The True History of the Kelly Gang (2019), Daddies, Westerns, and Colonialism

What a delight it is to see Justin Kurzel back at it again. After the misfire of Assassin’s Creed, this is his chance to make back his goodwill. When you’re a director you tend to get one absolutely apocalyptic mess of a movie before the public really starts to turn on you. What Kurzel benefits from though is Macbeth and Snowtown being two genuinely brilliant, visionary, brooding thrillers that deal with bruised masculinity and trauma in brilliant ways. Before Assassin’s Creed he literally had two genuine masterpieces under his belt, and while The True History of the Kelly Gang isn’t a masterpiece, it is an exhilarating step forward for Kurzel and really represents broken grounds for the director. While on first blush, The True History of the Gang might look like Kurzel going back to his gritty Australian roots to lick his wounds, and to some degree it is, but it is a much more boisterous, aggressive, and ill-disciplined film than anything he’s made previously, (and I mean ill-disciplined in the most complimentary possible terms). 

George MacKay stars as infamous gangster Ned Kelly in this romp that takes us through the Australian equivalent of the Wild West. We start with him as a small child being raised in a shack, and when I say a shack I mean a pile of wood in the middle of a pretty barren-looking field. Essie David plays Mother Kelly with all the venom of a viper, and how good it is to see her back on the big screen after her bruising turn in The Babadook. She puts in another ferocious performance here as a woman trying to make it in a world that she admits holds nothing of worth for her. She sees off many lovers and potential father figures for the young Ned including Russel Crowe in one of his best performances. He gives avuncular, he gives threatening, and he gives a kind of western gunslinger who’s closest analog is maybe Glen Ford in The 3:10 to Yuma. Other stellar performances in an absolutely stacked cast include Nicolas Hoult at his most slimy, Charlie Hunnam at his most convincing, and Thomasin MacKenzie.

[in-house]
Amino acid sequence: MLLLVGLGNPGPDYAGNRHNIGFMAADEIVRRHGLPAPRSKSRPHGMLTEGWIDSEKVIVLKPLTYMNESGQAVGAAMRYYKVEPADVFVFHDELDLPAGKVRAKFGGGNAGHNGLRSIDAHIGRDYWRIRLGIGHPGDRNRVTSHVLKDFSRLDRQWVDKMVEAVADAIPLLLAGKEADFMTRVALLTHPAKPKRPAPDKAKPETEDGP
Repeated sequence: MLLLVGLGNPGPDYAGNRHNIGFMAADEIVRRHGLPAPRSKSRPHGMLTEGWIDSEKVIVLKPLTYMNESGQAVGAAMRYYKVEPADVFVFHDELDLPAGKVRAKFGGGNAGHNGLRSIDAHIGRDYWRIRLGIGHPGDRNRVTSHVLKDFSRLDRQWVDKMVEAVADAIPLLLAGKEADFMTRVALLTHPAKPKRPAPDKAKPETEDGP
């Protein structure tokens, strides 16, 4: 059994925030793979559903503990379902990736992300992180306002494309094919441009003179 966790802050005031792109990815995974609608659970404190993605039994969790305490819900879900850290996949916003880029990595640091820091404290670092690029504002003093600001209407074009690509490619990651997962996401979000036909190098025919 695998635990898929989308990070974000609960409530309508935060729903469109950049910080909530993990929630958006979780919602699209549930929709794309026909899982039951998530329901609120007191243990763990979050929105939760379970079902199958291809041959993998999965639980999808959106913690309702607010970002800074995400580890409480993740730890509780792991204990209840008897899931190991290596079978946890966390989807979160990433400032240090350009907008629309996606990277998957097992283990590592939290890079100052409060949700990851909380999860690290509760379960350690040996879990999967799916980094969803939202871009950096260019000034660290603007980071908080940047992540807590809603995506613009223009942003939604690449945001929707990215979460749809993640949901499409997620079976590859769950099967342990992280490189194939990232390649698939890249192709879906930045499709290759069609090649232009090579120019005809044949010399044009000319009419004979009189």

What is key about this cast though is how filled with big, blusterous men it is. The key thing about the film is that Ned Kelly is just searching for a father figure, and then after they all fail him, he has to take charge of his life and others without any example of what a good man looks like to inspire him. He lives in the most wild time for Australia and his personality grows to fill not just the empty void of the outback but the hole in his family structure and psyche. It is, ultimately, a daddy issues movie. In this way the film so successfully unpacks not just the myth of Ned Kelly but how we create cultural myths in general. The film takes a razor-sharp scalpel to the idea of the ‘great man’ that has defined so much of European and in turn Colonialist history. You see so many people trying desperately to be some horrific parody of manhood, including the emasculated Nicolas Hoult, who at one point interrogates a baby at gunpoint to seem more like a big, strong man. The use of dresses in the film is then very interesting, as far as I can tell this is not historically accurate but it does put an interesting shade on this idea of toxic masculine myths. The film is about the myth that Ned tries to tell about himself, that gets rejected by the colonialists and replaced with a new one by the populace. It’s a man mythologizing himself, his oppressors mythologizing the myth, and then the oppressed mythologizing that, and through that, we see how Ned’s, still self-aggrandizing story of a scared little boy who had a very blaze approach to gender, full of flaws and insecurities and toxic masculinity, is turned into a folk hero ubermensch through a society that celebrates men. The truth, the helpful, healing truth, is lost, even if the story that is true in the fiction of the film isn’t true in real life. The film is about the way in which truth is lost. In this way, if The True History of the Kelly Gang is a daddy issues movie, then it posits that all of society touched by colonialism has daddy issues, and needs an example of what strong, non-toxic masculinity looks like, and I think all of our elections at the moment are baring that out.